The Merchant of Venice. Not everyone has let go of their high school grudge against Shakespeare for making 10th grade English class feel like it dragged on and on every day. But you probably didn’t read Merchant of Venice, and you probably also didn’t see a professional production of it, which is where the magic really happens. Some of the play’s best remembered scenes are the dramatic ones—“the quality of mercy,” anyone?—but it’s also deeply funny, and his been referenced in more modern iconic works, like Schindler’s List and Hey, Arnold! Monday, March 12 to Sunday, April 1 at either 1:30 or 7:30 p.m. UA Tornabene Theatre, 1025 N. Olive Road. $28 adults, $26 military, seniors and UA employees, $15 students.
FundraisersArizona Distance Classic Half Marathon, Quarter Marathon and 5K. This has been called the most scenic Arizona race event of the year, and, while it might seem like it wouldn’t matter, for some runners, what there is to look at as you as you struggle through that last mile can make all the difference. The Institute for Sports Medicine is hosting this event to raise money for the Leukemia & Lymphoma Society, and encourages people of all shapes, sizes and abilities to participate (there’s even a half marathon wheelchair event!) in this beautiful race with plenty of refreshments and an enormous finisher’s medal for everyone who finishes. 6:55 a.m. half marathon wheelchair start, 7 a.m. half and quarter marathon starts and 7:15 a.m. 5K run/walk start. Sunday, March 11. Ventana Medical Systems, INc., 1910 Innovation Park Drive, Oro Valley. Price ranges from $40 for the 5K to $155 for the half marathon + VIP.
Migrant Quilt Project Fundraising Event. The Migrant Quilt Project is this grassroots group of artist, quilt makers and activists who are working to express compassion for migrants from Mexico and Central America who died in the Southern Arizona desert in their attempts to find a better life in the United States. They use textile-base discards from migrant layup sites—including bandanas, work shirts, embroidered cloths and blue jeans—to create quilts that list the number of migrant deaths for specific federal fiscal years. The name of each person who has died is inscribed on the quilt, with “unknown” or “desconocido” standing in for unidentified remains. This fundraiser at La Cocina Restaurant and Cantina will help quilters from the group attend exhibits across the country to share their powerful educational tools. 5 to 10 p.m. Tuesday, March 13. La Cocina Restaurant and Cantina, 201 N. Court Ave.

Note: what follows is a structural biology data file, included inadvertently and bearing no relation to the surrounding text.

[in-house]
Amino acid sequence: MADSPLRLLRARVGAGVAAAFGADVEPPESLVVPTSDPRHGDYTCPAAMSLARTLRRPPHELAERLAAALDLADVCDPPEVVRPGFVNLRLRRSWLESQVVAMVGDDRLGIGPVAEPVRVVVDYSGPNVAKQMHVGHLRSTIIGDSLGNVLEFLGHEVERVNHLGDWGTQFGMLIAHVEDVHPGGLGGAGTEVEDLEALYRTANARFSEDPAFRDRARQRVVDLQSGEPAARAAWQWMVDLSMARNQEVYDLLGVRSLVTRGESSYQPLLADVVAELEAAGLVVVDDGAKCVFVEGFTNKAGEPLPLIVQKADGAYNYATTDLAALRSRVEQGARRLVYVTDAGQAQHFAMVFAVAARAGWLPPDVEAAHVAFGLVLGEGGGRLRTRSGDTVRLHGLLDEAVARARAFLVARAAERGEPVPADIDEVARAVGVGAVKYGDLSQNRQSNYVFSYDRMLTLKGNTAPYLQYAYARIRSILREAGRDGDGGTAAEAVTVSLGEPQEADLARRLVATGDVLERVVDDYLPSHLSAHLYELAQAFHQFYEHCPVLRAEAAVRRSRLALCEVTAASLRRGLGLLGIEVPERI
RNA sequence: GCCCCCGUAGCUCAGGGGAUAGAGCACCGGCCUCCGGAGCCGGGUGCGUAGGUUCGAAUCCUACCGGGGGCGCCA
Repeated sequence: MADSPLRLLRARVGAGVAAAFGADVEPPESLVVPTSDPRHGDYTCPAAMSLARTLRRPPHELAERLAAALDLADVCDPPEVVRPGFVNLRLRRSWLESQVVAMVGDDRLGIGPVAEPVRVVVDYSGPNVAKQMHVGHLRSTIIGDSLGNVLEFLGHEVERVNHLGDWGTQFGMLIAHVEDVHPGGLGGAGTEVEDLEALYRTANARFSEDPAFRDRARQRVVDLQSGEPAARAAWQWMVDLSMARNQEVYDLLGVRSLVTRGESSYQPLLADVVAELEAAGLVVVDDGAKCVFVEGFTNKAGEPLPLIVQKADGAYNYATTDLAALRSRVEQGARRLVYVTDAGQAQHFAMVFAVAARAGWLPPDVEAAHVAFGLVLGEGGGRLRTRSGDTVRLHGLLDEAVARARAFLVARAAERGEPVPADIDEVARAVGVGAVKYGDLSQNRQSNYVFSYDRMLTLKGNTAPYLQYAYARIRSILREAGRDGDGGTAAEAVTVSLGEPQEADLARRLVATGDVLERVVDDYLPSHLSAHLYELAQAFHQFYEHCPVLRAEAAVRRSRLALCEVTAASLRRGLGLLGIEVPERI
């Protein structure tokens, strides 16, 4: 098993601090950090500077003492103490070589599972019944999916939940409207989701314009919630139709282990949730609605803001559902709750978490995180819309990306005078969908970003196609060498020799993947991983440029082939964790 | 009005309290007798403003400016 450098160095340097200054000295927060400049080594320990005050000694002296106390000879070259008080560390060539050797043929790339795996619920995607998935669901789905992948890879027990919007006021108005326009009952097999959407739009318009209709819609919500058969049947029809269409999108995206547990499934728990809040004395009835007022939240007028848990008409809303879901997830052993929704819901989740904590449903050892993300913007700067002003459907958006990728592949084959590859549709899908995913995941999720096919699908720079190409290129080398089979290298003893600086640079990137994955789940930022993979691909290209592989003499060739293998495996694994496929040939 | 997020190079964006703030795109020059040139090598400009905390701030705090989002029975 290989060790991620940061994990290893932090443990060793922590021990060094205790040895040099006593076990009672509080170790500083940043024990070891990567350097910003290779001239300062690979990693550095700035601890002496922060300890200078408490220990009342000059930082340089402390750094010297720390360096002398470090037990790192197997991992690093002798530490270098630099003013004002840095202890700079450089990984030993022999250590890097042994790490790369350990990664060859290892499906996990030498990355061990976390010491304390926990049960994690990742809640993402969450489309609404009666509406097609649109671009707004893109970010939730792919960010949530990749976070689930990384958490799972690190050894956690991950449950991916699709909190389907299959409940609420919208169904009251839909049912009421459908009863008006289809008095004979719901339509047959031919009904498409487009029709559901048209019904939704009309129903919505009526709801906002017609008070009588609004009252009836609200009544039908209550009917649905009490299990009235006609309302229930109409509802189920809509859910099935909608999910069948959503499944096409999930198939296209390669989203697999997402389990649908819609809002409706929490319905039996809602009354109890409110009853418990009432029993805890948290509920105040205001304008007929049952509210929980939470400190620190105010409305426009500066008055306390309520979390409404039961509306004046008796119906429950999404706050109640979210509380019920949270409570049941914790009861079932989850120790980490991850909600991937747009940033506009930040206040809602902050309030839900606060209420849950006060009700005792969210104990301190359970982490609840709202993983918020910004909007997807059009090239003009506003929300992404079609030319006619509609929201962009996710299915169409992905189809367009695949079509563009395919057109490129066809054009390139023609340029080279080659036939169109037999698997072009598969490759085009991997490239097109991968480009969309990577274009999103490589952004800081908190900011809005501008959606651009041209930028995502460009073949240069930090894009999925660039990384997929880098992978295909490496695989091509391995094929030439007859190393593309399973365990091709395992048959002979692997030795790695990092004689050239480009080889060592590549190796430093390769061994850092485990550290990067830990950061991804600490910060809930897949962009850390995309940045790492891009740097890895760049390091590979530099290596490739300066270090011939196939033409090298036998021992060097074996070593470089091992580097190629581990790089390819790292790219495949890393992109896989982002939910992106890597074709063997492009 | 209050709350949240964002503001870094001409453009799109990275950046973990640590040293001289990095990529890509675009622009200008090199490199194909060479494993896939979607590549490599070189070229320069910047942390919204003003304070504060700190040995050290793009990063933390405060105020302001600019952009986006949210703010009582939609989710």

Sam Hughes 80th Annual Chuckwagon. Come hang out at one of the longest-running events in Tucson and enjoy live country music, cowboy rope tricks, horse rides a live auction and food trucks. Kids can enjoy games, face paintings and a jumping castle. The Sam Hughes History Collection will also be on display from the elementary school’s archives. All of the event’s proceeds support the Sam Hughes Elementary School PTA, which funds the school’s music and chess programs, plus teacher stipends and field trips—all hugely important stuff that oughta have the community’s support. 2 p.m. to 6 p.m. Saturday, March 10. Sam Hughes Elementary, 700 N. Wilson Ave. Free.
ArtIndigenoUS, by Jana Booker. Booker’s exhibit, which will be on display at the museum through July 2018, uses hand-sculpted leather sculptures to display and explore the cultures of six tribes from New Zealand, North America and Africa. Not only did Booker formerly work as a sculptor for Disney’s Imagineering, but she also won the California skateboarding championship in 1977. If this doesn’t sound like an interesting woman you want to meet, then who does? Meet her at the exhibit’s opening reception from 1 to 3 p.m. on Saturday, March 10. International Wildlife Museum, 4800 W. Gates Pass Road. Museum admission will be free for those two hours.
Pocket Sketching Refresher. This advanced workshop orders something a little different than Kath Macaulay’s other classes. She’ll go over how to sketch some of the most difficult subjects her students have asked about: clouds, running water, glass and people in environments. It will also incorporate the use of pencil with wax and the ballpoint or Micron pen used with the Pilot pen. She’ll go over how to work from memory, how to work under duress and any other requests that come up during class. Bring Pocket Sketching supplies, a pencil, a ballpoint pen and lunch. 10 a.m. to 4 p.m. Tuesday, March 13 through Thursday, March 15. Tohono Chul—Education Center #2, 7211 N. Northern Ave. $300, or $285 for Tohono Chul members.